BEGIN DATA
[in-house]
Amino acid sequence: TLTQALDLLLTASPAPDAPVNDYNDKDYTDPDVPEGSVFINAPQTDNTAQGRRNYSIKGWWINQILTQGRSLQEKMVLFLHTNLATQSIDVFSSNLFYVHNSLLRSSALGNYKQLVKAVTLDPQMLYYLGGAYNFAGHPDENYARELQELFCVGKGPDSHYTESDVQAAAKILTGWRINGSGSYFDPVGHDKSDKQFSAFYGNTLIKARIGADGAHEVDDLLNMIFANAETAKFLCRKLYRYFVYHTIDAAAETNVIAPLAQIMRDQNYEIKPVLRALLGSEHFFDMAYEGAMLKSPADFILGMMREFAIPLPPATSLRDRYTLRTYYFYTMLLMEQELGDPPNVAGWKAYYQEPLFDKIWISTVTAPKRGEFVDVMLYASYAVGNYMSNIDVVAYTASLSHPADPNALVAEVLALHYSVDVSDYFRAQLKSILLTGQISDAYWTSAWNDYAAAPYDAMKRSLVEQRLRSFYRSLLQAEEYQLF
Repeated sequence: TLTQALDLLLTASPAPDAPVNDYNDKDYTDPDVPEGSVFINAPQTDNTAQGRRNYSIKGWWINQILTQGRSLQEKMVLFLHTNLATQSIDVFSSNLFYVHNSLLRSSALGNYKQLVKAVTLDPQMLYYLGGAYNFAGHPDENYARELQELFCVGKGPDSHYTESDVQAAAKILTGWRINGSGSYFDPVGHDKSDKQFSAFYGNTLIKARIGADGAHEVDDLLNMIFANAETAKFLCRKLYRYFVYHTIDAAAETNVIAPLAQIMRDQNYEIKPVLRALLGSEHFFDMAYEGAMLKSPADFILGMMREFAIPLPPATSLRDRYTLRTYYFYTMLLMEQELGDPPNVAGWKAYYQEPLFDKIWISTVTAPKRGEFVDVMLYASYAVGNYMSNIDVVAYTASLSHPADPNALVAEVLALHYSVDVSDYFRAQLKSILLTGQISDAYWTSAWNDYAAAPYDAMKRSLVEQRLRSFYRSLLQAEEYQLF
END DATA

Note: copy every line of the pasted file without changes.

[in-house]
Amino acid sequence: TLTQALDLLLTASPAPDAPVNDYNDKDYTDPDVPEGSVFINAPQTDNTAQGRRNYSIKGWWINQILTQGRSLQEKMVLFLHTNLATQSIDVFSSNLFYVHNSLLRSSALGNYKQLVKAVTLDPQMLYYLGGAYNFAGHPDENYARELQELFCVGKGPDSHYTESDVQAAAKILTGWRINGSGSYFDPVGHDKSDKQFSAFYGNTLIKARIGADGAHEVDDLLNMIFANAETAKFLCRKLYRYFVYHTIDAAAETNVIAPLAQIMRDQNYEIKPVLRALLGSEHFFDMAYEGAMLKSPADFILGMMREFAIPLPPATSLRDRYTLRTYYFYTMLLMEQELGDPPNVAGWKAYYQEPLFDKIWISTVTAPKRGEFVDVMLYASYAVGNYMSNIDVVAYTASLSHPADPNALVAEVLALHYSVDVSDYFRAQLKSILLTGQISDAYWTSAWNDYAAAPYDAMKRSLVEQRLRSFYRSLLQAEEYQLF
Repeated sequence: TLTQALDLLLTASPAPDAPVNDYNDKDYTDPDVPEGSVFINAPQTDNTAQGRRNYSIKGWWINQILTQGRSLQEKMVLFLHTNLATQSIDVFSSNLFYVHNSLLRSSALGNYKQLVKAVTLDPQMLYYLGGAYNFAGHPDENYARELQELFCVGKGPDSHYTESDVQAAAKILTGWRINGSGSYFDPVGHDKSDKQFSAFYGNTLIKARIGADGAHEVDDLLNMIFANAETAKFLCRKLYRYFVYHTIDAAAETNVIAPLAQIMRDQNYEIKPVLRALLGSEHFFDMAYEGAMLKSPADFILGMMREFAIPLPPATSLRDRYTLRTYYFYTMLLMEQELGDPPNVAGWKAYYQEPLFDKIWISTVTAPKRGEFVDVMLYASYAVGNYMSNIDVVAYTASLSHPADPNALVAEVLALHYSVDVSDYFRAQLKSILLTGQISDAYWTSAWNDYAAAPYDAMKRSLVEQRLRSFYRSLLQAEEYQLF